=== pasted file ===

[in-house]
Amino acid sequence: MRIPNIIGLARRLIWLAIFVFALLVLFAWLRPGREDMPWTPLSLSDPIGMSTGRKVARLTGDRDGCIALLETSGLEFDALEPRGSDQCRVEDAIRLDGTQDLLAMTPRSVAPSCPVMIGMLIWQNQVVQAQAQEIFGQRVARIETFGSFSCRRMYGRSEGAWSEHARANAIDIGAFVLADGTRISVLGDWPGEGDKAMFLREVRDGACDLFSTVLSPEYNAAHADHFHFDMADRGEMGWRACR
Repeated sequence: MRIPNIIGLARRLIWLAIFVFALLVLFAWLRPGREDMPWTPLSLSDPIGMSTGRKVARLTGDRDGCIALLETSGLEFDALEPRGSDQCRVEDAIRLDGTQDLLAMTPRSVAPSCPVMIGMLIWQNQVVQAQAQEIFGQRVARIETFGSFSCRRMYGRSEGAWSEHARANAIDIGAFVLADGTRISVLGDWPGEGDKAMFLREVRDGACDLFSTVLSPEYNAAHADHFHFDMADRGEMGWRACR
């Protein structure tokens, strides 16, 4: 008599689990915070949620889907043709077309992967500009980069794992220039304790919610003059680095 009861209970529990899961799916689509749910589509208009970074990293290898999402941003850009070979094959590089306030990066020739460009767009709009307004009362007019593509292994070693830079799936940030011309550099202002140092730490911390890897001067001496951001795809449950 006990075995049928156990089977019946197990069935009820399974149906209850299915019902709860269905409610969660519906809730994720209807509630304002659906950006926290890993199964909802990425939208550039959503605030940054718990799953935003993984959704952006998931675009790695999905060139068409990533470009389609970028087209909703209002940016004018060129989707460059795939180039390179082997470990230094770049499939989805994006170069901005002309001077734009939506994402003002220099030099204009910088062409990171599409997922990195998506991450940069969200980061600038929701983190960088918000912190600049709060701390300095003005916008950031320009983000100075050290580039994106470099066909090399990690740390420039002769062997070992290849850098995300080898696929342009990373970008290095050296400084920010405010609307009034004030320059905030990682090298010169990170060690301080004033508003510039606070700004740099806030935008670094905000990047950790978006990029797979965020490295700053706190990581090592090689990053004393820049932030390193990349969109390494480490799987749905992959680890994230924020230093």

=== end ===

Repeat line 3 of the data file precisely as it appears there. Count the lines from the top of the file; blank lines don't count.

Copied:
Repeated sequence: MRIPNIIGLARRLIWLAIFVFALLVLFAWLRPGREDMPWTPLSLSDPIGMSTGRKVARLTGDRDGCIALLETSGLEFDALEPRGSDQCRVEDAIRLDGTQDLLAMTPRSVAPSCPVMIGMLIWQNQVVQAQAQEIFGQRVARIETFGSFSCRRMYGRSEGAWSEHARANAIDIGAFVLADGTRISVLGDWPGEGDKAMFLREVRDGACDLFSTVLSPEYNAAHADHFHFDMADRGEMGWRACR